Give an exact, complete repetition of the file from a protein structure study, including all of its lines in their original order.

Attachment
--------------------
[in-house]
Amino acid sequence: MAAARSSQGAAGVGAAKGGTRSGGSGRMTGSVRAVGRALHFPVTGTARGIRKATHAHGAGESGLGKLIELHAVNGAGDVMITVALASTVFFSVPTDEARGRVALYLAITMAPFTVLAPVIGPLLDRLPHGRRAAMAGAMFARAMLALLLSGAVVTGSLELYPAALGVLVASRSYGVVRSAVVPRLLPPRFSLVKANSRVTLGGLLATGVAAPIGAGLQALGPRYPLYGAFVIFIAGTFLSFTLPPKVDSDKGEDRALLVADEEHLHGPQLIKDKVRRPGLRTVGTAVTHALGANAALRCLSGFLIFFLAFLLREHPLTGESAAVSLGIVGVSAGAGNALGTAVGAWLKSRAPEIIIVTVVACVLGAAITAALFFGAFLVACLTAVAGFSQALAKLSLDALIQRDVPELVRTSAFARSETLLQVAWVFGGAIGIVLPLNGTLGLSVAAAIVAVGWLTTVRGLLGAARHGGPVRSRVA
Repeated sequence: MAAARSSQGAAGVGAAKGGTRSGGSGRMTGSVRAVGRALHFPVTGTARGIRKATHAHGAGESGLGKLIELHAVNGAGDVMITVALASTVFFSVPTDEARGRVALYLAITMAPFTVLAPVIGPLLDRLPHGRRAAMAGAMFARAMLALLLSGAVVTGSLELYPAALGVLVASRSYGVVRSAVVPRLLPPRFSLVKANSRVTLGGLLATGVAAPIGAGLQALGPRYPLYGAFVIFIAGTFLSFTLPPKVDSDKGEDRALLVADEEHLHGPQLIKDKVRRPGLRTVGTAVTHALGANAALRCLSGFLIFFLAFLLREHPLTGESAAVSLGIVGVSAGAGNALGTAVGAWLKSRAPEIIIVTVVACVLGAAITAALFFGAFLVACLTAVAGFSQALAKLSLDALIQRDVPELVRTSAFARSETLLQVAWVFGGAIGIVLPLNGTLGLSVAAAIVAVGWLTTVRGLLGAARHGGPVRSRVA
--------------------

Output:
[in-house]
Amino acid sequence: MAAARSSQGAAGVGAAKGGTRSGGSGRMTGSVRAVGRALHFPVTGTARGIRKATHAHGAGESGLGKLIELHAVNGAGDVMITVALASTVFFSVPTDEARGRVALYLAITMAPFTVLAPVIGPLLDRLPHGRRAAMAGAMFARAMLALLLSGAVVTGSLELYPAALGVLVASRSYGVVRSAVVPRLLPPRFSLVKANSRVTLGGLLATGVAAPIGAGLQALGPRYPLYGAFVIFIAGTFLSFTLPPKVDSDKGEDRALLVADEEHLHGPQLIKDKVRRPGLRTVGTAVTHALGANAALRCLSGFLIFFLAFLLREHPLTGESAAVSLGIVGVSAGAGNALGTAVGAWLKSRAPEIIIVTVVACVLGAAITAALFFGAFLVACLTAVAGFSQALAKLSLDALIQRDVPELVRTSAFARSETLLQVAWVFGGAIGIVLPLNGTLGLSVAAAIVAVGWLTTVRGLLGAARHGGPVRSRVA
Repeated sequence: MAAARSSQGAAGVGAAKGGTRSGGSGRMTGSVRAVGRALHFPVTGTARGIRKATHAHGAGESGLGKLIELHAVNGAGDVMITVALASTVFFSVPTDEARGRVALYLAITMAPFTVLAPVIGPLLDRLPHGRRAAMAGAMFARAMLALLLSGAVVTGSLELYPAALGVLVASRSYGVVRSAVVPRLLPPRFSLVKANSRVTLGGLLATGVAAPIGAGLQALGPRYPLYGAFVIFIAGTFLSFTLPPKVDSDKGEDRALLVADEEHLHGPQLIKDKVRRPGLRTVGTAVTHALGANAALRCLSGFLIFFLAFLLREHPLTGESAAVSLGIVGVSAGAGNALGTAVGAWLKSRAPEIIIVTVVACVLGAAITAALFFGAFLVACLTAVAGFSQALAKLSLDALIQRDVPELVRTSAFARSETLLQVAWVFGGAIGIVLPLNGTLGLSVAAAIVAVGWLTTVRGLLGAARHGGPVRSRVA